Artist Aram Bartholl (creator of CAPTCHA business cards) has embedded USB sticks in various walls, buildings and curbs accessible throughout New York City for Dead Drops: "an anonymous, offline, peer to peer file-sharing network in public space." (Flickr) [more inside]
posted by zarq on Nov 1, 2010 - 58 comments

Bahnhof ISP

Located in a nuclear bomb shelter which was built during cold war under 30 meters of rock mountain, Bahnhof ISP is host to the Wikileaks servers. [more inside]
posted by gman on Sep 20, 2010 - 42 comments

"Google for Usenet" Shut Down

Regrettably the Newzbin website has to close as a result of the legal action against us. Once the premier Usenet indexing site and the inventor of the NZB file format, Newzbin has officially closed its doors after losing a court battle against several Hollywood studios. Gossip suggests that Newzbin is in dire financial straights. [more inside]
posted by cosmic osmo on May 20, 2010 - 36 comments

The public are right to think we are pretty pointless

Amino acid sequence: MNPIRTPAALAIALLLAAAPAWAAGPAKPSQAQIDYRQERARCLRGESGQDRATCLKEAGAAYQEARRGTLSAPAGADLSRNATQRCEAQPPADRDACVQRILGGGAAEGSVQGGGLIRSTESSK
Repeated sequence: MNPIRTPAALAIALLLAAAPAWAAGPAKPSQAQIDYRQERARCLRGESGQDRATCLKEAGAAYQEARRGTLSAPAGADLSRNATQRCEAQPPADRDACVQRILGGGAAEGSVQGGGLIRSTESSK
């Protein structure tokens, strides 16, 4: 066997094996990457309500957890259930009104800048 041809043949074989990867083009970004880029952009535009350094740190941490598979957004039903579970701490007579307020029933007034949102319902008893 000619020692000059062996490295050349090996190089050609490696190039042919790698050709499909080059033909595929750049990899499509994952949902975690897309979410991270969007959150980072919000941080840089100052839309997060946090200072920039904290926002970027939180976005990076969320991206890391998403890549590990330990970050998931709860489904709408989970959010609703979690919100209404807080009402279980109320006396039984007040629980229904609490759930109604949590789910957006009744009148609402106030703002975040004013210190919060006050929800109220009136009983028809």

The Digital Economy Bill has passed the UK House of Commons on its third reading, despite strong opposition in the chamber, from digital rights activist group ORG, and from the public. [more inside]
posted by motty on Apr 7, 2010 - 46 comments

Pink Piggy Walks Free.

Alan Ellis, ex-admin of OiNK's Pink Palace, was acquitted by a Teesside Crown Court jury yesterday. [more inside]
posted by starzero on Jan 15, 2010 - 45 comments

Need Firefox 0.8?

Remember when your computer just worked? Did you click 'OK' to that recommended update on programs like iTunes, Adobe Reader, or Yahoo Messenger, only to realize that the older version ran faster or had better features? Then Version Download may be your solution. Includes back-level versions of browsers, audio and video, security and anti-virus, FTP, file-sharing and communications software.
posted by netbros on Oct 10, 2009 - 59 comments

She Don't Want To Change The World